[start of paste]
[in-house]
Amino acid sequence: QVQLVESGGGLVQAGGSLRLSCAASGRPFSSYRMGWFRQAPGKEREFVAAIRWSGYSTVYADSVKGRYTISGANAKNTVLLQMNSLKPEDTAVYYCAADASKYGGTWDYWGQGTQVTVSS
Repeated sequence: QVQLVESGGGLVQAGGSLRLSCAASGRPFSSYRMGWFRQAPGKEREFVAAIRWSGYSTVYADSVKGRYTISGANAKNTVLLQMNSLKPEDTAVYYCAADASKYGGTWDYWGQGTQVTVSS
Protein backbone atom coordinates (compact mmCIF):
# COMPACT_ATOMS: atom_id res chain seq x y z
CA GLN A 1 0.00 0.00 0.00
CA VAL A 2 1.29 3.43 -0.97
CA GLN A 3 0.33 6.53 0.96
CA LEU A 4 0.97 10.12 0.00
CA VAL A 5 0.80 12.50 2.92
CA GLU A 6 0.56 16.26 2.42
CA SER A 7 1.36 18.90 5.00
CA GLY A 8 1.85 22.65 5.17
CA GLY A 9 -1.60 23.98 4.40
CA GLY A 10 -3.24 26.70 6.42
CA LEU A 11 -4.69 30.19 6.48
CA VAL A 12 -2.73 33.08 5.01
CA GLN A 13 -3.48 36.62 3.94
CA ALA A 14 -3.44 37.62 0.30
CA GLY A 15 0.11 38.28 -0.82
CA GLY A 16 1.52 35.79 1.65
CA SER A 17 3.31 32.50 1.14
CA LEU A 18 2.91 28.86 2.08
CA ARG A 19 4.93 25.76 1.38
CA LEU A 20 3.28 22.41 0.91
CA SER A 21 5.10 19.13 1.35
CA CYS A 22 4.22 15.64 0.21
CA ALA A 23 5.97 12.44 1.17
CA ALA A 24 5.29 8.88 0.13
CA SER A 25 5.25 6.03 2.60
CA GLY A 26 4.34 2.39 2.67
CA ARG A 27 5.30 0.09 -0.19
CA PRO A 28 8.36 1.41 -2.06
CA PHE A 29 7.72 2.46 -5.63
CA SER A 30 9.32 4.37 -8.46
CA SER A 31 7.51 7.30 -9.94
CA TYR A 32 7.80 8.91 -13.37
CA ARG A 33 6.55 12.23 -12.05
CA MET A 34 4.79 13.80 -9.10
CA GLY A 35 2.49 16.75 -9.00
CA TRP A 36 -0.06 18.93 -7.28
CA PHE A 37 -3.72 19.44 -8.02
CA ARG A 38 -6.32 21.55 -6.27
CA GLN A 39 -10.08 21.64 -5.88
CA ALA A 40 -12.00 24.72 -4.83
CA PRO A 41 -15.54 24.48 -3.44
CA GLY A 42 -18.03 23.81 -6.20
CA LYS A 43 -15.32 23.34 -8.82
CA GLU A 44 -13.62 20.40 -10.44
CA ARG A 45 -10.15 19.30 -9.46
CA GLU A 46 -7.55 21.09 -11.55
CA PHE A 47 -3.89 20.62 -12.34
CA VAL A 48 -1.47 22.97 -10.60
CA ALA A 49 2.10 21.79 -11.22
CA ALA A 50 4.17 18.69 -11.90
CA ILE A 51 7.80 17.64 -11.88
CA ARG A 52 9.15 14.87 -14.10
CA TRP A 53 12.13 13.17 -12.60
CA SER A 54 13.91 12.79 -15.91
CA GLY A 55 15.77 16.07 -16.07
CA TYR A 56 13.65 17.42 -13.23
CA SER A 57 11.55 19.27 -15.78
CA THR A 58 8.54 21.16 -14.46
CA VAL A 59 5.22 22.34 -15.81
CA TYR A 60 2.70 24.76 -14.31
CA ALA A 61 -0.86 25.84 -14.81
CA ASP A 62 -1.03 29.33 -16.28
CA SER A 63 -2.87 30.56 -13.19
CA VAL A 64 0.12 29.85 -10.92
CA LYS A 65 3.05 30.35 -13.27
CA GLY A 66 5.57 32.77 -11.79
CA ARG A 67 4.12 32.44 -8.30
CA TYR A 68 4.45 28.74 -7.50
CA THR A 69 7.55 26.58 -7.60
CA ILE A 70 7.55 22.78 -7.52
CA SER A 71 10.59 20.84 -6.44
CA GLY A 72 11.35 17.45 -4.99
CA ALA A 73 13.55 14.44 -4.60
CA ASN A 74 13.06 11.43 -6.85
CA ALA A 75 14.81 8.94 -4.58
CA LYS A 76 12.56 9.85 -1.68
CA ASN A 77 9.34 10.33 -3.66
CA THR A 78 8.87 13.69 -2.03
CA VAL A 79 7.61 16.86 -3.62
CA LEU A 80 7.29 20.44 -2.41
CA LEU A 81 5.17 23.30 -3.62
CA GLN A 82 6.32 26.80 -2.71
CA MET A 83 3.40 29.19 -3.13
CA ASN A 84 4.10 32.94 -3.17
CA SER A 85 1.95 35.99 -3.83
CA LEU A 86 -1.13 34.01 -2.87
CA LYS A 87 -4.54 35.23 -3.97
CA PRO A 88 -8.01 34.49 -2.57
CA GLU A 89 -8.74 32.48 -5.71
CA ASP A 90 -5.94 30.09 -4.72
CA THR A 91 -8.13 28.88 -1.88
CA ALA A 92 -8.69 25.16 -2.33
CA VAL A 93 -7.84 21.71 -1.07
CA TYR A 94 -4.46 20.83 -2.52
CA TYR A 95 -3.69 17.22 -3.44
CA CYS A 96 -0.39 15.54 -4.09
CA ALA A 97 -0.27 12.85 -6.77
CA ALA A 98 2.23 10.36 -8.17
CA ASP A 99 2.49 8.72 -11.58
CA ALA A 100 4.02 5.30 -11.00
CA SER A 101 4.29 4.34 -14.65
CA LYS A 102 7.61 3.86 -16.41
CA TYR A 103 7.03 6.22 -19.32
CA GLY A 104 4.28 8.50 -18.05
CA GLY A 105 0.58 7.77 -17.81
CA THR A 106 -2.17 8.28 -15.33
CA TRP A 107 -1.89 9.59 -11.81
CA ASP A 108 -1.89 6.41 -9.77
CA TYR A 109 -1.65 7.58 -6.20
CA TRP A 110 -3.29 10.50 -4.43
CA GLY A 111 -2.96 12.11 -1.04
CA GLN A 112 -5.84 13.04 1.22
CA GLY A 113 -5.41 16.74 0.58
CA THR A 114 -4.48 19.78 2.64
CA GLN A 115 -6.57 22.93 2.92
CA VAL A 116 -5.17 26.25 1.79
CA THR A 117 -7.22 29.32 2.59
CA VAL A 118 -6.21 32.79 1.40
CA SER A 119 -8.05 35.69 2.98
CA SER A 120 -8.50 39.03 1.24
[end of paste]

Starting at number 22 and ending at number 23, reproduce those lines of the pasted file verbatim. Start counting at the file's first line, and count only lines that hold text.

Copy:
CA SER A 17 3.31 32.50 1.14
CA LEU A 18 2.91 28.86 2.08